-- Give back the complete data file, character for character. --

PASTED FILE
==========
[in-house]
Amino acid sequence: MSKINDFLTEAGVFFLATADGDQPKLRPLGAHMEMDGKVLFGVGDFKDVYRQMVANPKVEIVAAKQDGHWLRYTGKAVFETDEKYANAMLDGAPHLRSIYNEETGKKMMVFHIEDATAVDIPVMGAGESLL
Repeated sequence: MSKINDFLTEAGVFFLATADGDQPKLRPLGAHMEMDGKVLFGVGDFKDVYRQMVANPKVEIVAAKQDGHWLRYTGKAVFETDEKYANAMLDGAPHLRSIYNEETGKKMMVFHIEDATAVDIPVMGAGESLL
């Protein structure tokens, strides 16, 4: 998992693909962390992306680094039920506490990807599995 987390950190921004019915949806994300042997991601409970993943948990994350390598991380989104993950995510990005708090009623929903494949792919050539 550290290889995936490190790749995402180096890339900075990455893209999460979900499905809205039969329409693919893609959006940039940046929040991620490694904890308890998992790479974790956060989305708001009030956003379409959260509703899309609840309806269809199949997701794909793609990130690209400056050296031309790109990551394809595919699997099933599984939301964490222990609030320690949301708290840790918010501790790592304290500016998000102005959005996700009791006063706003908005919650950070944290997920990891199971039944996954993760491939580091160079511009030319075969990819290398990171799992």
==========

[in-house]
Amino acid sequence: MSKINDFLTEAGVFFLATADGDQPKLRPLGAHMEMDGKVLFGVGDFKDVYRQMVANPKVEIVAAKQDGHWLRYTGKAVFETDEKYANAMLDGAPHLRSIYNEETGKKMMVFHIEDATAVDIPVMGAGESLL
Repeated sequence: MSKINDFLTEAGVFFLATADGDQPKLRPLGAHMEMDGKVLFGVGDFKDVYRQMVANPKVEIVAAKQDGHWLRYTGKAVFETDEKYANAMLDGAPHLRSIYNEETGKKMMVFHIEDATAVDIPVMGAGESLL
């Protein structure tokens, strides 16, 4: 998992693909962390992306680094039920506490990807599995 987390950190921004019915949806994300042997991601409970993943948990994350390598991380989104993950995510990005708090009623929903494949792919050539 550290290889995936490190790749995402180096890339900075990455893209999460979900499905809205039969329409693919893609959006940039940046929040991620490694904890308890998992790479974790956060989305708001009030956003379409959260509703899309609840309806269809199949997701794909793609990130690209400056050296031309790109990551394809595919699997099933599984939301964490222990609030320690949301708290840790918010501790790592304290500016998000102005959005996700009791006063706003908005919650950070944290997920990891199971039944996954993760491939580091160079511009030319075969990819290398990171799992």